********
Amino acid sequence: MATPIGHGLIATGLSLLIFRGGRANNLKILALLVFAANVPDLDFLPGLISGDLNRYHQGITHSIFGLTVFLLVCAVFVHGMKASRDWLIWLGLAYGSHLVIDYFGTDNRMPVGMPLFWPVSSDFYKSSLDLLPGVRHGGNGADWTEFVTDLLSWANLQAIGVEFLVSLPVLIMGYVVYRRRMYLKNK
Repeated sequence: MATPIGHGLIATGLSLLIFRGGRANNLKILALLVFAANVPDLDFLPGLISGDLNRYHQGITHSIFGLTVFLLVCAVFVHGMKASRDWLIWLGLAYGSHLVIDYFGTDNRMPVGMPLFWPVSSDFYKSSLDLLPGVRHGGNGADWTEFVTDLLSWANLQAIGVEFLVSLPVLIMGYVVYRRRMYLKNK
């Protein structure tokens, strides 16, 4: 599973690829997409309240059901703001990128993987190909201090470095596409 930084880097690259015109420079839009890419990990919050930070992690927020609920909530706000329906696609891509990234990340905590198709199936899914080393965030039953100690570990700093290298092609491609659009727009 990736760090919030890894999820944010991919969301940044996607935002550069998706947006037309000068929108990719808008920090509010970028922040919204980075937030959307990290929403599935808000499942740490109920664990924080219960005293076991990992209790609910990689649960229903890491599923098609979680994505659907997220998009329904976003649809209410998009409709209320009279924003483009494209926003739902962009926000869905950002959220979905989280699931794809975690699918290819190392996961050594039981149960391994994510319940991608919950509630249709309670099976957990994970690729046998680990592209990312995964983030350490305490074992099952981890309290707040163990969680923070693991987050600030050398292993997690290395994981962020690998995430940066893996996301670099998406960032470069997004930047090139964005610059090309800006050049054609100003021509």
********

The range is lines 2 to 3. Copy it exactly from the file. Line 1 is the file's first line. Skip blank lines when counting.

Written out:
Repeated sequence: MATPIGHGLIATGLSLLIFRGGRANNLKILALLVFAANVPDLDFLPGLISGDLNRYHQGITHSIFGLTVFLLVCAVFVHGMKASRDWLIWLGLAYGSHLVIDYFGTDNRMPVGMPLFWPVSSDFYKSSLDLLPGVRHGGNGADWTEFVTDLLSWANLQAIGVEFLVSLPVLIMGYVVYRRRMYLKNK
């Protein structure tokens, strides 16, 4: 599973690829997409309240059901703001990128993987190909201090470095596409 930084880097690259015109420079839009890419990990919050930070992690927020609920909530706000329906696609891509990234990340905590198709199936899914080393965030039953100690570990700093290298092609491609659009727009 990736760090919030890894999820944010991919969301940044996607935002550069998706947006037309000068929108990719808008920090509010970028922040919204980075937030959307990290929403599935808000499942740490109920664990924080219960005293076991990992209790609910990689649960229903890491599923098609979680994505659907997220998009329904976003649809209410998009409709209320009279924003483009494209926003739902962009926000869905950002959220979905989280699931794809975690699918290819190392996961050594039981149960391994994510319940991608919950509630249709309670099976957990994970690729046998680990592209990312995964983030350490305490074992099952981890309290707040163990969680923070693991987050600030050398292993997690290395994981962020690998995430940066893996996301670099998406960032470069997004930047090139964005610059090309800006050049054609100003021509």